Pickups are, IMO, 95% of your tone. The other components have only a marginal effect. I really think it's the pickups. While there may not be anything "wrong" with them per se, my diagnosis is they just don't work well with your particular guitar.
I always found I get a bright spank from the Wilkinson bridge with the compensates brass saddles.
Nothing wrong with pine for the body. Lot's of phenomenal sounding Teles made from pine.
Good luck getting the sound you want.
I bought an Esquire body from that guy. Threw a ‘62 pickup/bridge assembly in there, and it twangs my face off.
I find that a bad setup usually accounts for most "dull" sounding guitars/teles -- a poorly cut nut that leaves the action high and is not "clean", and high action (maybe a bowed neck or just saddles set too high). Your pine body also absorbs a lot of the transients and resonance, and extreme rounding of the edges I also finds dulls the sound. A lack of a hard finish will also lessen the "sparkle" and attack - light to no nitro, oil, poly. I'd also make sure the wiring is right- the type of pickup and hardware should only affect the sound in a fine-tuning sort of way. My two cents!. Good luck! Chihoe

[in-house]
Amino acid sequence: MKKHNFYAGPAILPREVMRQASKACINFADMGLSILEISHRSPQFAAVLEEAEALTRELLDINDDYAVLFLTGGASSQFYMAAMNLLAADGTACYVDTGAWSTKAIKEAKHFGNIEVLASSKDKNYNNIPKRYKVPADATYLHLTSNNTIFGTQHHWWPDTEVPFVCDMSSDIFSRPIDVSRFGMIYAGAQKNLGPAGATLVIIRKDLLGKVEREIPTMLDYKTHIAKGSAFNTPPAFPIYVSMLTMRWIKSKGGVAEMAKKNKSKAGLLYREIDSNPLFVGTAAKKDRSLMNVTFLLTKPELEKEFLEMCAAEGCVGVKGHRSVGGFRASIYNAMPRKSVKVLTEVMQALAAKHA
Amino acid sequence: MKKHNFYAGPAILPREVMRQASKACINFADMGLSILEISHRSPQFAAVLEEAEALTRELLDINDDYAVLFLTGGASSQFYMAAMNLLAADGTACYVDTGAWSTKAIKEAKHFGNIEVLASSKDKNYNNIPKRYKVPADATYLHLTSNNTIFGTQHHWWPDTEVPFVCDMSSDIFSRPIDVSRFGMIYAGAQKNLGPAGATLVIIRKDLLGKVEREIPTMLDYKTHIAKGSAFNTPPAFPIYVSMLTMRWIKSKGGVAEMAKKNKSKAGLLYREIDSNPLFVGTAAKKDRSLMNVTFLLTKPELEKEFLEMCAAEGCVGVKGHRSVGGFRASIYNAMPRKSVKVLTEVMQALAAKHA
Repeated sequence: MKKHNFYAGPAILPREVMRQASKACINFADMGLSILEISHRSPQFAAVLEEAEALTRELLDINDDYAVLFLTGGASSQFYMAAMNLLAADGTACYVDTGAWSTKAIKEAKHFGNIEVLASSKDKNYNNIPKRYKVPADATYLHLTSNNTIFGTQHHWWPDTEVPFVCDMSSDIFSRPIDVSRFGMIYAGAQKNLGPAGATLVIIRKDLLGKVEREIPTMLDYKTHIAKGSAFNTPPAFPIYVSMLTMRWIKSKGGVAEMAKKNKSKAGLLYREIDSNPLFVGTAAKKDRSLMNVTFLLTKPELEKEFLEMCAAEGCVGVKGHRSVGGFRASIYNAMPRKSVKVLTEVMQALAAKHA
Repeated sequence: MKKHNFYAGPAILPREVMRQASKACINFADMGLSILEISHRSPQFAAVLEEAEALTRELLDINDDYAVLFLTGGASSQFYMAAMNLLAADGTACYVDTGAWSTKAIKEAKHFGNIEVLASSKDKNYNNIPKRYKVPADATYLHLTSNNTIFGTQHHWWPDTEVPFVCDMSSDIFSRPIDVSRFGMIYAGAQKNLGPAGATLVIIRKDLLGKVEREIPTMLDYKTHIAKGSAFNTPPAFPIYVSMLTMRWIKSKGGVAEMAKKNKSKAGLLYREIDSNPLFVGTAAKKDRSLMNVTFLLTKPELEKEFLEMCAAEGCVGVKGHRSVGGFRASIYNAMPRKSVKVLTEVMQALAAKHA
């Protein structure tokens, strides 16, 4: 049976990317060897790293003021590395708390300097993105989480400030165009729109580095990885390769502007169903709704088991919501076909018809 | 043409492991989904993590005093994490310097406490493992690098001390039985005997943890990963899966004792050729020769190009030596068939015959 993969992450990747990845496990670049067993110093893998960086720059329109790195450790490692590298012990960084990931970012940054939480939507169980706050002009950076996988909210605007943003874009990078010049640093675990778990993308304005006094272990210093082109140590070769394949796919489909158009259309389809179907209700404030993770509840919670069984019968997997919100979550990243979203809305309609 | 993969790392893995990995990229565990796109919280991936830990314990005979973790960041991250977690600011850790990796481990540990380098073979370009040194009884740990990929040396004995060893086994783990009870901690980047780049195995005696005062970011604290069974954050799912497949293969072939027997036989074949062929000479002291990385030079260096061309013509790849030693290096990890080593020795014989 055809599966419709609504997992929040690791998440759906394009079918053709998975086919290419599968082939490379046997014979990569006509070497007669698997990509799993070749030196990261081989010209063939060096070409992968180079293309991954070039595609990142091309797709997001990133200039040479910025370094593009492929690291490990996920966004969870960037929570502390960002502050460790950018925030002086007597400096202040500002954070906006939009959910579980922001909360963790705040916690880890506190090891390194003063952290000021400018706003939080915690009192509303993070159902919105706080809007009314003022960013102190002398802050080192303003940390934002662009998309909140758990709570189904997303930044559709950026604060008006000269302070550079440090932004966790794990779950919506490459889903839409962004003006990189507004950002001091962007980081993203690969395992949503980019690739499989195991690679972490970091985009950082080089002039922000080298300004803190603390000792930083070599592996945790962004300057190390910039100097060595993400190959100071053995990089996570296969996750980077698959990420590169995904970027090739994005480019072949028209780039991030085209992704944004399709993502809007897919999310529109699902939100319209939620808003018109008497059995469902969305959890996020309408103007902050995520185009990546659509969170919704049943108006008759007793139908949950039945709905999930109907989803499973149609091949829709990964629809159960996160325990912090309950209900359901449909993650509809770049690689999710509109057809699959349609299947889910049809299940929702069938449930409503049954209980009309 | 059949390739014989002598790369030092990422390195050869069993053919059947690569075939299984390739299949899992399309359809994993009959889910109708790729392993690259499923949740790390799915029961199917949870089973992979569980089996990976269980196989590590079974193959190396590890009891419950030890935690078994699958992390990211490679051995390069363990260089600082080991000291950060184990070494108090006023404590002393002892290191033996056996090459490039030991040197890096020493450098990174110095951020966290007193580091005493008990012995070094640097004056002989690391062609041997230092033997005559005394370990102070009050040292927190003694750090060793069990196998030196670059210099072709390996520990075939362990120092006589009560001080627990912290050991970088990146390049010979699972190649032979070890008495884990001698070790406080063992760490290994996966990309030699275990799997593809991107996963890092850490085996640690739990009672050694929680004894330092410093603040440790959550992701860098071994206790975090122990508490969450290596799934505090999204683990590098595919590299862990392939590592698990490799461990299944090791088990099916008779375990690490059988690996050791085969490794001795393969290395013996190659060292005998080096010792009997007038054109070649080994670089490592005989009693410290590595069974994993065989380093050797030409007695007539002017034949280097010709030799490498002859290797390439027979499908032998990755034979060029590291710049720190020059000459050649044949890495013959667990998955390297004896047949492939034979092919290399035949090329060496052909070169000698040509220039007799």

I am a noob so take my opinion with a huge grain of salt, but after hearing your sound samples I believe that your issue is in the electric circuit. You stated previously that the switch had each pickup engaged at all positions. To me, that is the sound that I am hearing. In your sound samples, your neck pickup sounds normal tele to me, although you may dislike the sound. It is the bridge pickup that has a weird, warm sound. Have you received a replacement switch? Also, it is quite bizarre that going direct you still get the same sound, as I thought that it will usually be quite ice pick in the ear. I'm guessing you are bypassing the switch when you wired the pickups directly to the jack, right?